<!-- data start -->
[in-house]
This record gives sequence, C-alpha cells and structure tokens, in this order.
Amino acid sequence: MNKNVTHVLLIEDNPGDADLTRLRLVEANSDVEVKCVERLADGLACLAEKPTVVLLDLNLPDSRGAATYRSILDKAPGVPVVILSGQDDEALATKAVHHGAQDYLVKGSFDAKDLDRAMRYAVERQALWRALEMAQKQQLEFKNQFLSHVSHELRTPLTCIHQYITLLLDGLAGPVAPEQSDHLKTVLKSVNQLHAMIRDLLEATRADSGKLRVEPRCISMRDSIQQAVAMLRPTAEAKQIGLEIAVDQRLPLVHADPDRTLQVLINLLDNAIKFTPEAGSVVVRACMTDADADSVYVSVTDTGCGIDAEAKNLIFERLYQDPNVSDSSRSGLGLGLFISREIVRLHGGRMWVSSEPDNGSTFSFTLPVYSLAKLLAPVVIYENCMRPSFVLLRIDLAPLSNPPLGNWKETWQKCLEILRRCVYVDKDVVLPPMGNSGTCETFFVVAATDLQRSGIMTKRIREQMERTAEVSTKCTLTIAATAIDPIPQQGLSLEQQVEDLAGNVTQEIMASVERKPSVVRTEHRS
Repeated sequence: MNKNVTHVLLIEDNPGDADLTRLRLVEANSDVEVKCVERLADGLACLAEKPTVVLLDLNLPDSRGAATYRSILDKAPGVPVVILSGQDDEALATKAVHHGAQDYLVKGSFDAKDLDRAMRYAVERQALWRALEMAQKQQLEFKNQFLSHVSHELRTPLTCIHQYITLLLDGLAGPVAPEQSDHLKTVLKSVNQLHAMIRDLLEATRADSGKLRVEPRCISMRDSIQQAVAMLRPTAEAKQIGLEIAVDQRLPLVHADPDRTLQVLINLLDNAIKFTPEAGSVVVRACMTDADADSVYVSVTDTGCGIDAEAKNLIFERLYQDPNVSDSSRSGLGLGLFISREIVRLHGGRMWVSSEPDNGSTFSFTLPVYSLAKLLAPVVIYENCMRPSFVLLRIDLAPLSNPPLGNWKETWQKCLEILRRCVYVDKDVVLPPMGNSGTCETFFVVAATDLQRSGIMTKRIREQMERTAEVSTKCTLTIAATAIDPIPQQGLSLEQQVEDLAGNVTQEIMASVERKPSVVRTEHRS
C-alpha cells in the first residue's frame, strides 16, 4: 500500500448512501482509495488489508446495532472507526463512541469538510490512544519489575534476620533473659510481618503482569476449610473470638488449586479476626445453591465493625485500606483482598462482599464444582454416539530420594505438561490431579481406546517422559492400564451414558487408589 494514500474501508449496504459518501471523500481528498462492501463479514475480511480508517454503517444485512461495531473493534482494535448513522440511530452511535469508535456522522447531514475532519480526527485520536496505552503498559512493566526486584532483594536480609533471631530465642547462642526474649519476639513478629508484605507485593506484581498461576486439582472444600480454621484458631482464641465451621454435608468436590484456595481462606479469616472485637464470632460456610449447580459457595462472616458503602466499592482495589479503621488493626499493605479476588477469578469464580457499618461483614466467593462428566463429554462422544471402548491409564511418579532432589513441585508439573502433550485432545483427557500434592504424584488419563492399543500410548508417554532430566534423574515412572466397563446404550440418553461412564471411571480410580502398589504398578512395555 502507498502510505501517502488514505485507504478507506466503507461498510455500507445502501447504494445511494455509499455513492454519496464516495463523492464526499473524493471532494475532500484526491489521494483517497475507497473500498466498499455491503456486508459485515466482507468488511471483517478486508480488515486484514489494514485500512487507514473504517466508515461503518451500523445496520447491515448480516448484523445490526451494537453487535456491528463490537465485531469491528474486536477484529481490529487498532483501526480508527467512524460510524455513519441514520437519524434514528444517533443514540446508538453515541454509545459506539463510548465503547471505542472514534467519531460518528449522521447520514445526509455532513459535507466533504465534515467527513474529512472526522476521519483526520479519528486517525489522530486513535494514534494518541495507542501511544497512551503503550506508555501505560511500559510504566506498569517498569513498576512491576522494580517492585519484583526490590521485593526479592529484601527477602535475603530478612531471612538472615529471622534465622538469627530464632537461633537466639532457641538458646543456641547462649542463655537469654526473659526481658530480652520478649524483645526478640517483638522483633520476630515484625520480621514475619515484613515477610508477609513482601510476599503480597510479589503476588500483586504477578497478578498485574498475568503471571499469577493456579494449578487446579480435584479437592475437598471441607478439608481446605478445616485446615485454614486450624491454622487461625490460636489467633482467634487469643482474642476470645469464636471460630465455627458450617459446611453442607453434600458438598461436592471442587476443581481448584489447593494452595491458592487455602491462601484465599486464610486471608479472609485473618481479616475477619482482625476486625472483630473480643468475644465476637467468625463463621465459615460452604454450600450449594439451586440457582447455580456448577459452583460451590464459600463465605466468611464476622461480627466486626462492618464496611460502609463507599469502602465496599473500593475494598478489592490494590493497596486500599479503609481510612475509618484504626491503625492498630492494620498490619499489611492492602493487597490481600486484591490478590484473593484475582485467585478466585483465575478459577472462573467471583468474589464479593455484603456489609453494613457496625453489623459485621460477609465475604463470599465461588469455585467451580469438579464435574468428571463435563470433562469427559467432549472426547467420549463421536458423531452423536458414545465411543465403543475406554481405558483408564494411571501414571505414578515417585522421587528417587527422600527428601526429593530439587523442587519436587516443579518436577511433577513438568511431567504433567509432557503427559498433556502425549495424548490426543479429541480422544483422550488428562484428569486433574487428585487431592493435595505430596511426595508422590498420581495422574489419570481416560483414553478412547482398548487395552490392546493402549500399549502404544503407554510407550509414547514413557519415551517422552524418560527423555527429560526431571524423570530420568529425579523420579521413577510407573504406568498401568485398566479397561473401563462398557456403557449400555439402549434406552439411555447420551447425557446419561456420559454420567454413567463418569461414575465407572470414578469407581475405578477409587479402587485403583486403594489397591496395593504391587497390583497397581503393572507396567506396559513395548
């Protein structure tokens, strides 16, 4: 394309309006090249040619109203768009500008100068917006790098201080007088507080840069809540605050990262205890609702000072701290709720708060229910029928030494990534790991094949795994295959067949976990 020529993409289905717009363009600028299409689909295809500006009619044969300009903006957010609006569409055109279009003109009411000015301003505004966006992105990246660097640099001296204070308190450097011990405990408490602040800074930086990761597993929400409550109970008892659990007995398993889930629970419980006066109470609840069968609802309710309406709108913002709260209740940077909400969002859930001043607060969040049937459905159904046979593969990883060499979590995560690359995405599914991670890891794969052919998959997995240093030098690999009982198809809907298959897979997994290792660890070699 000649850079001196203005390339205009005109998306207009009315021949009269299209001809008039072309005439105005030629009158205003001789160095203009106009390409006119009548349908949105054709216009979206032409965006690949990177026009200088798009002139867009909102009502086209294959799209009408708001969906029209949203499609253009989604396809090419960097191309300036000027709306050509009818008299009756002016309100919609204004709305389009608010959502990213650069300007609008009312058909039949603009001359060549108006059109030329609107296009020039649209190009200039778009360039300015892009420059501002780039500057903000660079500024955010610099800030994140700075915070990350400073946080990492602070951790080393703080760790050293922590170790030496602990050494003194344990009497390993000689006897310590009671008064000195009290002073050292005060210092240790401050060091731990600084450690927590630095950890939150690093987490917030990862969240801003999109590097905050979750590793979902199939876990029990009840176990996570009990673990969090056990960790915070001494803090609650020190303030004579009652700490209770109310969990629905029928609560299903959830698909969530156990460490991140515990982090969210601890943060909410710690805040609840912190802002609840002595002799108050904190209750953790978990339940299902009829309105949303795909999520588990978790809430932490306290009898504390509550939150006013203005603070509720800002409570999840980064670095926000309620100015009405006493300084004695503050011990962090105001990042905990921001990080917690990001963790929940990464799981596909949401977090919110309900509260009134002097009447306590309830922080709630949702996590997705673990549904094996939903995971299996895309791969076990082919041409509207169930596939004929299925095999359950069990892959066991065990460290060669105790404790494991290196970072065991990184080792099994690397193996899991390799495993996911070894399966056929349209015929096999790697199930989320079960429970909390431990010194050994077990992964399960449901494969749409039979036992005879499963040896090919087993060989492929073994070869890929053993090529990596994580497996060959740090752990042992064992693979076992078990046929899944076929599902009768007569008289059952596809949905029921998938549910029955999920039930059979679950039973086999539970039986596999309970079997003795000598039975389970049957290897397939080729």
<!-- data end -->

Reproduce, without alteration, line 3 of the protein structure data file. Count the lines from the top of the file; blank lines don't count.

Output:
Amino acid sequence: MNKNVTHVLLIEDNPGDADLTRLRLVEANSDVEVKCVERLADGLACLAEKPTVVLLDLNLPDSRGAATYRSILDKAPGVPVVILSGQDDEALATKAVHHGAQDYLVKGSFDAKDLDRAMRYAVERQALWRALEMAQKQQLEFKNQFLSHVSHELRTPLTCIHQYITLLLDGLAGPVAPEQSDHLKTVLKSVNQLHAMIRDLLEATRADSGKLRVEPRCISMRDSIQQAVAMLRPTAEAKQIGLEIAVDQRLPLVHADPDRTLQVLINLLDNAIKFTPEAGSVVVRACMTDADADSVYVSVTDTGCGIDAEAKNLIFERLYQDPNVSDSSRSGLGLGLFISREIVRLHGGRMWVSSEPDNGSTFSFTLPVYSLAKLLAPVVIYENCMRPSFVLLRIDLAPLSNPPLGNWKETWQKCLEILRRCVYVDKDVVLPPMGNSGTCETFFVVAATDLQRSGIMTKRIREQMERTAEVSTKCTLTIAATAIDPIPQQGLSLEQQVEDLAGNVTQEIMASVERKPSVVRTEHRS